27th January 2019
“I’m a remarkable woman, always was, though none of you seemed to think so.” – May Morris.
The quote above has always brought a smile when we think of it. It was written in a letter May sent in 1936 to George Bernard Shaw, a Irish Playwright and seems to reflect the fire May had – perhaps arguably inherited from her father. We like her tenacity she showed throughout her life and this quote seems to reflect that. The fact is, she did a lot for the Arts and Crafts movement and was hugely influential in her father’s business, Morris and Co.
Though she achieved a lot, over time, her influence and prestige seems to have been lost somewhat. It’s a shame because of all she achieved – which was especially important because she was a woman. The things she achieved throughout her life are vast and we wanted to take a closer look at them in this blog. There was a wonderful exhibition at the William Morris gallery in 2017 and it was perfect to cast more of a light on May’s work and life. Our friend Helen Elletson, curator at the William Morris Gallery said, “We talk all the time about [William] Morris being a polymath, but May was multi-talented, just like her father” in a quote to the Financial Times.
The daughter of William Morris, we can only imagine the amount of creativity and political talk in the house as May and her sister Jenny grew up. Her mother Jane was a Pre-Raphaelite beauty and modelled in lots of the famous painters art. She favoured the looser more artistic dresses and dressed her daughters in such clothing. They were loose and without corsets, May wrote in her journey aged eight, “I am a great tomboy.” She was home schooled and at age sixteen, attended the National Art Training School which would later become the Royal College of Art.
When May was 23, she was put in charge of the embroidery section at Morris & Co. The whole Morris family had a love and talent for embroidery. Her mum and auntie, Bessie Burden were keen at it and were really talented. The ”Burden” stitch is named after the sisters and is a hard one to master for today’s embroiderers. May and her sister were being taught to embroider by the time they were seven and eight respectively.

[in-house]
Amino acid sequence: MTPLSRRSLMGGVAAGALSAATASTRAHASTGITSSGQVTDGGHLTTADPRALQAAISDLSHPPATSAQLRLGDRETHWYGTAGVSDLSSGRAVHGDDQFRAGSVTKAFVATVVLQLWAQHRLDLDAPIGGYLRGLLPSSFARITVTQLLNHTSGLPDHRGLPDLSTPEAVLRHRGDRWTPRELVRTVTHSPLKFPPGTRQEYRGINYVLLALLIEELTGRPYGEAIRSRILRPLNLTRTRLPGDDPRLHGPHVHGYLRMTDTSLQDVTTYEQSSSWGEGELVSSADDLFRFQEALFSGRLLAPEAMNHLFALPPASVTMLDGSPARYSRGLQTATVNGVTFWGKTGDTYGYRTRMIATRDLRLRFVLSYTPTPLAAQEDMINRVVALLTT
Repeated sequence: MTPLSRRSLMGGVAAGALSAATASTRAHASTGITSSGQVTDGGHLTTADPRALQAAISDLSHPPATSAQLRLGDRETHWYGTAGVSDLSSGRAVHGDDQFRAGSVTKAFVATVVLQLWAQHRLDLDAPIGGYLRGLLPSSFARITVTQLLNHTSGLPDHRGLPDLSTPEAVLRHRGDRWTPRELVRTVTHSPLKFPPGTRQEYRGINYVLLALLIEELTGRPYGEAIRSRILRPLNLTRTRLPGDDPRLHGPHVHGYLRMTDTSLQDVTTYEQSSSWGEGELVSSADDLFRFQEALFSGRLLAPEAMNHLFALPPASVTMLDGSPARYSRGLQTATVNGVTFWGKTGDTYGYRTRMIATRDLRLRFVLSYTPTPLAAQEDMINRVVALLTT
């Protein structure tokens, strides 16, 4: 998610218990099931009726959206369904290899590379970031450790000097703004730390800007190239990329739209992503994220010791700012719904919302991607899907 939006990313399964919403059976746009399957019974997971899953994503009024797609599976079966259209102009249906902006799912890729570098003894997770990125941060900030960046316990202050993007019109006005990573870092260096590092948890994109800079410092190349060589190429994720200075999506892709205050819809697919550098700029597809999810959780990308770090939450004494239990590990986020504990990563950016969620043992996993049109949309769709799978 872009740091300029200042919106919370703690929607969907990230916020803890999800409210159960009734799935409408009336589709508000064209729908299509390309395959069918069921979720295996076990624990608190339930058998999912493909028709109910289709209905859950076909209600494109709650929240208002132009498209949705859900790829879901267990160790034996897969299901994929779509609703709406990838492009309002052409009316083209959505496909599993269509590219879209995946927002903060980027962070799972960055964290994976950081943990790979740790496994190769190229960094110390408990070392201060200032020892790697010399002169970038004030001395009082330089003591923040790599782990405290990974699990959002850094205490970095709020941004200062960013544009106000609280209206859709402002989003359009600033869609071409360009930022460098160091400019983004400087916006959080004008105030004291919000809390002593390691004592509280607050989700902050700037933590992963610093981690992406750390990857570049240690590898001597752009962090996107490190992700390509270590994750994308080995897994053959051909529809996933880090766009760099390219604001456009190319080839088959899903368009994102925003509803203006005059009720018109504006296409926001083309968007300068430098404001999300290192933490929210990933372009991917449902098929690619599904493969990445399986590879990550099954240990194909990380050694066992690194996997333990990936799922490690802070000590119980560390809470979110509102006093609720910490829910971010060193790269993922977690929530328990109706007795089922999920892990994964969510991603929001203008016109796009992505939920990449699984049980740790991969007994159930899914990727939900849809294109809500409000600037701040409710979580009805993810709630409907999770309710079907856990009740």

From the time she was put in charge of the embroidery section, all the new designs were done by herself and John Henry Dearle. When he father died in 1896, she did continue on in the business, but only as an advisory role.
Aside from her career highlights, May also founded the Women’s Guild of Arts in 1907 and remained the president until 1935. It was a direct response to the Art Worker’s Guild; that women weren’t permitted to join until the 1960s. Despite there being many women in the arts, it’s clear they weren’t being represented and acknowledged. So it was forward thinking and blatant gumption that May was showing. May appears to be much like her father; both skilled in the arts and invested in pushing the societal boundaries.
Personally, she fell in love with George Bernard Shaw. They met when they were involved in the Socialist League but the romance wasn’t to be and she married Henry Halliday Sparling. The marriage didn’t last and she remained alone for the remainder of her life.
It’s clear May’s work ethic came from her father. May was involved in the Arts and Crafts scene throughout the 1890s and 1900s. She took on various aspects of the scene, “She designed jewellery; she wrote a play, White Lies, in 1903; she wrote articles and a book on embroidery: Decorative Needlework, published in 1893. She taught, and was then in demand on the lecture circuit – in 1910 travelling on a tour of America. She was an advisor and teacher at the Central School of Arts & Crafts and at Birmingham, where friends and old employees also taught. She was a regular exhibitor at the Arts and Crafts Exhibition Society.” – Arts and Crafts Museum.
May wrote many introductions for William Morris’ works, she spent years editing his collected works. Visiting Kelmscott Manor- Morris’ home in Oxfordshire, you will hear about the work she did for the village of Kelmscott. Working to build a village hall (designed by Ernest Gimson) to improve the lives of the workers. May was involved in the WI and many other aspects of the village. Despite her full working life then, it’s clear she took after her father in filling her life full of work and was obviously inspired by how he saw the world with his pioneering views.
There are many accounts of how well she treated her workers. On race day inviting workers to her garden parties and giving annual presents. She died a beloved member of Kelmscott village’s community. It appears she is lately also being recognised for her professional achievements. Though they were perhaps previously overshadowed by her father. At this time in particular it was a huge triumph for her to have achieved all she did as a woman.